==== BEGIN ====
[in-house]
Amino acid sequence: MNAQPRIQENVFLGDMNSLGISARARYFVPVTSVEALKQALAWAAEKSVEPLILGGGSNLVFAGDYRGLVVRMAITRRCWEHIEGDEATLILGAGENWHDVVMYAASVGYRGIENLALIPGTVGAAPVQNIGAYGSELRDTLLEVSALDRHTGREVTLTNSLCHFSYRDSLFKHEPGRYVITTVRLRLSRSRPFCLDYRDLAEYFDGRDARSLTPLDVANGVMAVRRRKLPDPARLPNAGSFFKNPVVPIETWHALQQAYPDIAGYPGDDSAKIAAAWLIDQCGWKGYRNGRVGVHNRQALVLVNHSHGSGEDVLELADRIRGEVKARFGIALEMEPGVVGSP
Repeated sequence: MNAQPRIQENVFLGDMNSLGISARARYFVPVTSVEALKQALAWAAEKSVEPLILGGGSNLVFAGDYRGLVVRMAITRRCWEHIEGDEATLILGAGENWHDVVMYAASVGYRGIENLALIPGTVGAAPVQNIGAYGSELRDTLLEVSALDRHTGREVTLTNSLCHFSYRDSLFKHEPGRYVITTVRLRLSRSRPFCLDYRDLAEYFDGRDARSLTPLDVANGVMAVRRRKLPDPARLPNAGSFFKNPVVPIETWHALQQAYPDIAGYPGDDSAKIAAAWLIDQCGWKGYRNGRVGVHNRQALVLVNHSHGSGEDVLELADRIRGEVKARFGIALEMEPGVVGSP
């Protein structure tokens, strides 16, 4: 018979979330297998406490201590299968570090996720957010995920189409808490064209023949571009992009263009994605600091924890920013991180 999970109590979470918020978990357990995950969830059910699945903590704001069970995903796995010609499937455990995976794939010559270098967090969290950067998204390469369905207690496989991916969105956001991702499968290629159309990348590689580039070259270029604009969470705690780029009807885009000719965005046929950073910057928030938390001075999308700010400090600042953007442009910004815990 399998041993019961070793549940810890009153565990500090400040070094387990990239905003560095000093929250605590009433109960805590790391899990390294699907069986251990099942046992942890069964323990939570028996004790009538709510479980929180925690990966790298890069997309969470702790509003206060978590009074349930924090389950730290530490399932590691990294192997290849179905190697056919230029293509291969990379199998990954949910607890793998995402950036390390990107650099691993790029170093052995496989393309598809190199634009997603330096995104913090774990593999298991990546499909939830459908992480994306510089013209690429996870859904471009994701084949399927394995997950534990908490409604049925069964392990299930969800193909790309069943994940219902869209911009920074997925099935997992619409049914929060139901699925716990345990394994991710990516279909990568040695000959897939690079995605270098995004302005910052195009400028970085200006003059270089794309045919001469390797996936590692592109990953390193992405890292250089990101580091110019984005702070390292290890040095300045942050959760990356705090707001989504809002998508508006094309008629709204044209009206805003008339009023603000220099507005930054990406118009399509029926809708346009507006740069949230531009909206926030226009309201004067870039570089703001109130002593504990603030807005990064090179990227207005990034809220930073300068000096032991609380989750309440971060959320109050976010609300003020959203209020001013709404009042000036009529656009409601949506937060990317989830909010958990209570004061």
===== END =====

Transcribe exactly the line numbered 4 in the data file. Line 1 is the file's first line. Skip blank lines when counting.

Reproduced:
């Protein structure tokens, strides 16, 4: 018979979330297998406490201590299968570090996720957010995920189409808490064209023949571009992009263009994605600091924890920013991180 999970109590979470918020978990357990995950969830059910699945903590704001069970995903796995010609499937455990995976794939010559270098967090969290950067998204390469369905207690496989991916969105956001991702499968290629159309990348590689580039070259270029604009969470705690780029009807885009000719965005046929950073910057928030938390001075999308700010400090600042953007442009910004815990 399998041993019961070793549940810890009153565990500090400040070094387990990239905003560095000093929250605590009433109960805590790391899990390294699907069986251990099942046992942890069964323990939570028996004790009538709510479980929180925690990966790298890069997309969470702790509003206060978590009074349930924090389950730290530490399932590691990294192997290849179905190697056919230029293509291969990379199998990954949910607890793998995402950036390390990107650099691993790029170093052995496989393309598809190199634009997603330096995104913090774990593999298991990546499909939830459908992480994306510089013209690429996870859904471009994701084949399927394995997950534990908490409604049925069964392990299930969800193909790309069943994940219902869209911009920074997925099935997992619409049914929060139901699925716990345990394994991710990516279909990568040695000959897939690079995605270098995004302005910052195009400028970085200006003059270089794309045919001469390797996936590692592109990953390193992405890292250089990101580091110019984005702070390292290890040095300045942050959760990356705090707001989504809002998508508006094309008629709204044209009206805003008339009023603000220099507005930054990406118009399509029926809708346009507006740069949230531009909206926030226009309201004067870039570089703001109130002593504990603030807005990064090179990227207005990034809220930073300068000096032991609380989750309440971060959320109050976010609300003020959203209020001013709404009042000036009529656009409601949506937060990317989830909010958990209570004061």